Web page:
A video of actress Angelina Jolie in Lviv has gone viral as it appears to show her with a group of people fleeing to a bomb shelter.
Jolie was visiting the western Ukrainian city of Lviv on Saturday and meeting with people displaced by the war with Russia, according to a Reuters report.
The video has been viewed more than 180,000 times on Twitter since it was posted on Saturday.
Bellingcat reporter Christo Grozev posted the video on her page and captioned “Angelina Jolie had to be rushed to a bomb shelter as air raid sirens went off in Lviv.”
Newsweek was unable to independently verify when the video was taken or whether the actress and her group were indeed running for safety to a bomb shelter.
The Reuters report said the actress, who is also a special envoy for the UN refugee agency, had her trip cut short due to the sound of air raid sirens.
In the video, Jolie can be seen walking quickly with a group of people out of a building on the street. At one point, a woman turns to the person recording and says “no more”.
Throughout the clip, an air raid siren can be heard. At one point in the brief sequence, a man can be seen approaching the actress in an attempt to get a selfie.
A voice can also be heard asking Jolie if she’s scared, to which she replied no and added that she was fine.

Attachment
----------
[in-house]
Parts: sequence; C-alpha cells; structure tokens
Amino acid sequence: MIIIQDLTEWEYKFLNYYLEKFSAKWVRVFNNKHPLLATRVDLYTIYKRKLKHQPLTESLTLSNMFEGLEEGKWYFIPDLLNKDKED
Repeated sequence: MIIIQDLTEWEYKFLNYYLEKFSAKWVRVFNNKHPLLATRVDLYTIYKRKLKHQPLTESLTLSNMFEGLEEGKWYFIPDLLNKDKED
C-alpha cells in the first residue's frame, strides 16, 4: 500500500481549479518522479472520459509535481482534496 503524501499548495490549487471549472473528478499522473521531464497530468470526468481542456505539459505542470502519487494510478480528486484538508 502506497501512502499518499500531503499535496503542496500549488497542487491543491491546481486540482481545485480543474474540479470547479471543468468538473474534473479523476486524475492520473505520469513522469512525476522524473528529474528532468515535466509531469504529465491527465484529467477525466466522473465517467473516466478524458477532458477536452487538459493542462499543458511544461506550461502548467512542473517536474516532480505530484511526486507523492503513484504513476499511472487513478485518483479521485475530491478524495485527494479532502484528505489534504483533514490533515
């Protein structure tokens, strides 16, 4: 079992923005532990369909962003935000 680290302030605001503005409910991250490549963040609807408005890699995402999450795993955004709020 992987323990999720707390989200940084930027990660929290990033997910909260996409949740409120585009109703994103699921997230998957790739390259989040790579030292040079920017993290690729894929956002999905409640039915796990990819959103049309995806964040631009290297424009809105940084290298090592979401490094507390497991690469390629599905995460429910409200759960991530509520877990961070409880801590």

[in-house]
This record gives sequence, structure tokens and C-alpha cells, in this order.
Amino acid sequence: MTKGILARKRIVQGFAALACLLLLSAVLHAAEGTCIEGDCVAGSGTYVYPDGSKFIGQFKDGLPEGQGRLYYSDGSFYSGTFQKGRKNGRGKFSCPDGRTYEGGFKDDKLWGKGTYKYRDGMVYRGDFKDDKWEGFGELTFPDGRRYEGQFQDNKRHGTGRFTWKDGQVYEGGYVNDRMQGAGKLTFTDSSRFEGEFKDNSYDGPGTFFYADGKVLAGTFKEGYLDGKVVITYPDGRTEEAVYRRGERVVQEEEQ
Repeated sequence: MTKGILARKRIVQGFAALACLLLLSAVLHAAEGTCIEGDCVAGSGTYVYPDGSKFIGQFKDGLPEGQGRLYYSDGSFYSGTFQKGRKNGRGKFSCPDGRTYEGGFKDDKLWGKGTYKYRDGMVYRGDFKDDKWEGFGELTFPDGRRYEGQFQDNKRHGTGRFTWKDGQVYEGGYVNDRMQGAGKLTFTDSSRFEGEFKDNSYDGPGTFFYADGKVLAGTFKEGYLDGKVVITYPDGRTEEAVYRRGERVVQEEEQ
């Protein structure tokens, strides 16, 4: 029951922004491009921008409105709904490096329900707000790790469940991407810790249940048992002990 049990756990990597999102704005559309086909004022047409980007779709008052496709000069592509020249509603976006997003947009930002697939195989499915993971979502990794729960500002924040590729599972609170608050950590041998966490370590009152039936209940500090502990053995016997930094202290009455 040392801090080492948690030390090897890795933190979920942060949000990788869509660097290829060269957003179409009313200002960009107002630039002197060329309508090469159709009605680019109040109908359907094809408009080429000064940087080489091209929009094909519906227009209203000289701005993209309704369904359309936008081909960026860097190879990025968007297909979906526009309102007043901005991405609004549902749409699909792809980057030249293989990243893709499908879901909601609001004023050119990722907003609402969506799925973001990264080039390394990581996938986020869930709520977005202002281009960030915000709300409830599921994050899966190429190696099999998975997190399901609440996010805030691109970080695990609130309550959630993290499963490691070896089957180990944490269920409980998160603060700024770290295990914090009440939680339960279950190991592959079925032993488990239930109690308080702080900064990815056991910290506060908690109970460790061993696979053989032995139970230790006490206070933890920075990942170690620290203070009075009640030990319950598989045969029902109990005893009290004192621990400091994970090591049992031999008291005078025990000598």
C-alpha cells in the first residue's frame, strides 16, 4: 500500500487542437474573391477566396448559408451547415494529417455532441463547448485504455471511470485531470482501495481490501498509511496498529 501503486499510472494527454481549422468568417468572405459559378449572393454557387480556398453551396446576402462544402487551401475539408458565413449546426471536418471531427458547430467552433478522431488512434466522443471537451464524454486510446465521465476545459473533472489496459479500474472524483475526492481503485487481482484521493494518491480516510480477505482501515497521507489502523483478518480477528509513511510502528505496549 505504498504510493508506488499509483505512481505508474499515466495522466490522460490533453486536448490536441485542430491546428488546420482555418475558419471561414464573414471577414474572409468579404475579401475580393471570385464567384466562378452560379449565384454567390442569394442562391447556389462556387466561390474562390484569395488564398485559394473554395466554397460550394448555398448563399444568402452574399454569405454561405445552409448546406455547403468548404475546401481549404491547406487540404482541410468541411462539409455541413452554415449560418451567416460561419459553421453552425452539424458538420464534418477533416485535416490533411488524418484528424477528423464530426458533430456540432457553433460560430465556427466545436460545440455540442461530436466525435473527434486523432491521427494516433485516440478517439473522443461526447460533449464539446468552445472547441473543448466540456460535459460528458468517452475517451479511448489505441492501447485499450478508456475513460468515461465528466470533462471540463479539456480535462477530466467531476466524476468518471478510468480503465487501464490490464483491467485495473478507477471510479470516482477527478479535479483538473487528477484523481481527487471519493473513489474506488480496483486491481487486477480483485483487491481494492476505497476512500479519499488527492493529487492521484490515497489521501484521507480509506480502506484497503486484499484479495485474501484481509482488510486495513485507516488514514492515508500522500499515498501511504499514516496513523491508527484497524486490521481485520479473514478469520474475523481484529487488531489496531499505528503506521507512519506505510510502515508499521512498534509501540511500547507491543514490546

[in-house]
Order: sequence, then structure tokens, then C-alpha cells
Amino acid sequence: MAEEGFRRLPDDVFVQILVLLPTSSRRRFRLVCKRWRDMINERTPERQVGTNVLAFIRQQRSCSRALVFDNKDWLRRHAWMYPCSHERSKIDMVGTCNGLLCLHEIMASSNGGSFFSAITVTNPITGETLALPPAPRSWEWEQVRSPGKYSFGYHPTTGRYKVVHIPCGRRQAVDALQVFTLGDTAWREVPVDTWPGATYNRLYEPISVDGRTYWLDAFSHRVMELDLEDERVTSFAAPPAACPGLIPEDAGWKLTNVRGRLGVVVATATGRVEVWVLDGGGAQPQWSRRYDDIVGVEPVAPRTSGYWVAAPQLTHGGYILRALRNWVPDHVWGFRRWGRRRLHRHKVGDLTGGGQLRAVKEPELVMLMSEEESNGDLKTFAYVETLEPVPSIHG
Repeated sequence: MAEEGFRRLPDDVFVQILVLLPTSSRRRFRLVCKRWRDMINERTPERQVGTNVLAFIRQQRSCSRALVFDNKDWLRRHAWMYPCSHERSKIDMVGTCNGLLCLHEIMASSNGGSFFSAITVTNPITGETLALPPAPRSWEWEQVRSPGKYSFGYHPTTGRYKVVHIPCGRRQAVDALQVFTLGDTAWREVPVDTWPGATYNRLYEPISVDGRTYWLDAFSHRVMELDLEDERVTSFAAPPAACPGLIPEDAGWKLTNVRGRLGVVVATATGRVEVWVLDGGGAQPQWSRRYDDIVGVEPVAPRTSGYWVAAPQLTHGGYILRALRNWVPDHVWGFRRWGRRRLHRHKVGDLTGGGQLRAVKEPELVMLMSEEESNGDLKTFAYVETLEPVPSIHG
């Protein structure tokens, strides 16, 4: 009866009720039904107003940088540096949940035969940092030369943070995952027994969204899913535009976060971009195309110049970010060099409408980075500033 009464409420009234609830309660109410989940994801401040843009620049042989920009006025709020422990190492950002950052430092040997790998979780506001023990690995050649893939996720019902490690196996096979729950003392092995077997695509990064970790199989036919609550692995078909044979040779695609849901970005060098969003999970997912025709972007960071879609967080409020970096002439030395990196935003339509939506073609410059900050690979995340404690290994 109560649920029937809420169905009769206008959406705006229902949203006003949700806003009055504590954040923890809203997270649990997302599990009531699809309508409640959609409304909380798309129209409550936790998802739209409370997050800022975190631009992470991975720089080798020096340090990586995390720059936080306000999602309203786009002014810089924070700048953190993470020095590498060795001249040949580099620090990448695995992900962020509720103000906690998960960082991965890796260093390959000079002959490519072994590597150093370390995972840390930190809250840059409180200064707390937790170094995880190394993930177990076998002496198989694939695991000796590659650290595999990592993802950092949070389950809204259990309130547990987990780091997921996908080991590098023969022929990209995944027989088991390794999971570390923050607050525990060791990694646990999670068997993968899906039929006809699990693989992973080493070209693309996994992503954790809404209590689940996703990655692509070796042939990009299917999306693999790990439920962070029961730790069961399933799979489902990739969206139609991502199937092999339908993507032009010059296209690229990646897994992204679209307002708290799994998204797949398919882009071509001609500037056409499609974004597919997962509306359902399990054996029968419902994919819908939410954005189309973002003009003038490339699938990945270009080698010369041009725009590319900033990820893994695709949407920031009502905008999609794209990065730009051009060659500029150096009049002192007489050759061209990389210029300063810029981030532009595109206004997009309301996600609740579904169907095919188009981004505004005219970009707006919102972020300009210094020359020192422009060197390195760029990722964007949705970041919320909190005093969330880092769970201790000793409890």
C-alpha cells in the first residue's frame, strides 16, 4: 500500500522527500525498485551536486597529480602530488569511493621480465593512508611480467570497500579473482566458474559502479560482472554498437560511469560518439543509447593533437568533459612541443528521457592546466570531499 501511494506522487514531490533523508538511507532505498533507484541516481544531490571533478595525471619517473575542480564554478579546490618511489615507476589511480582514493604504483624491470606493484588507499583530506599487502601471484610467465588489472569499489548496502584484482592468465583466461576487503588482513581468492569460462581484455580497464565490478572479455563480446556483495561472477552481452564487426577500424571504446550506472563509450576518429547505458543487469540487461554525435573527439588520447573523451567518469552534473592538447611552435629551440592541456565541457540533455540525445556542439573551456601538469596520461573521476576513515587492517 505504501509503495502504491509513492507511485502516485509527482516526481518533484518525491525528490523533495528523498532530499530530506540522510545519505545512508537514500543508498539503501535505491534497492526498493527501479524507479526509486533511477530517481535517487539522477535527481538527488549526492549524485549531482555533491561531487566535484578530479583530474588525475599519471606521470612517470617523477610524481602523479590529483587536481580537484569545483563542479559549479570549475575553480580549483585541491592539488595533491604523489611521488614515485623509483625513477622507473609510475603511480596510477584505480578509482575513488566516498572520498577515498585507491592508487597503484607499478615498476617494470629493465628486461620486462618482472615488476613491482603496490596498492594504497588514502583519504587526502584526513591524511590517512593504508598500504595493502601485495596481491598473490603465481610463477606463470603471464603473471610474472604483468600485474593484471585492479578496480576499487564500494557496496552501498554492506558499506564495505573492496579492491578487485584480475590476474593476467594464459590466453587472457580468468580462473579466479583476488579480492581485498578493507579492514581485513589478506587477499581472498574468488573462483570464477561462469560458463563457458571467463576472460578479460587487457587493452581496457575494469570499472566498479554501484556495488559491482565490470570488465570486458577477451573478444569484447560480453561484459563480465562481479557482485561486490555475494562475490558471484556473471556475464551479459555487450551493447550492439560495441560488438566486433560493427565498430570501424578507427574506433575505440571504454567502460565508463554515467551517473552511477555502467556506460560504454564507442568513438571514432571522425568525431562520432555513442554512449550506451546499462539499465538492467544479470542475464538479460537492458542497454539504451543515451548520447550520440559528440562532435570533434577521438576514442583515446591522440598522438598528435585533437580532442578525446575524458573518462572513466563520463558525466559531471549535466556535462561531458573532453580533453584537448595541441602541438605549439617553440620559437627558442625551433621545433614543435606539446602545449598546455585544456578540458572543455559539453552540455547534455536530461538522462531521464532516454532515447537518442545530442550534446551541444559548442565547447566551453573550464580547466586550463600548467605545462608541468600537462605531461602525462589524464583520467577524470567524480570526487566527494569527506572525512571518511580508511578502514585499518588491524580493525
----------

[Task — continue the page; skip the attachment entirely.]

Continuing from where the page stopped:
During her visit, Jolie said how the conflict must have had a negative impact on displaced children.
“They must be in shock…I know how much trauma affects children, I know someone is showing how much they matter, how much their voice matters, I know what a healing for them,” Jolie said, noting that there was a psychiatrist on duty to talk to the kids.
In March, Jolie also traveled to Rome to visit a hospital caring for children who had fled conflict in Ukraine, according to a Sky News report.
During her trip, the actress spoke with young patients and met doctors and nurses who cared for children.
According to the humanitarian aid organization UNICEF, as of April 21, more than 5.1 million refugees had fled Ukraine, about half of them children, since Russia invaded the country.
UNICEF added that millions more people have been internally displaced, which could have lasting consequences for future generations.
Newsweek contacted the Ukrainian Ministry of Defense for comment.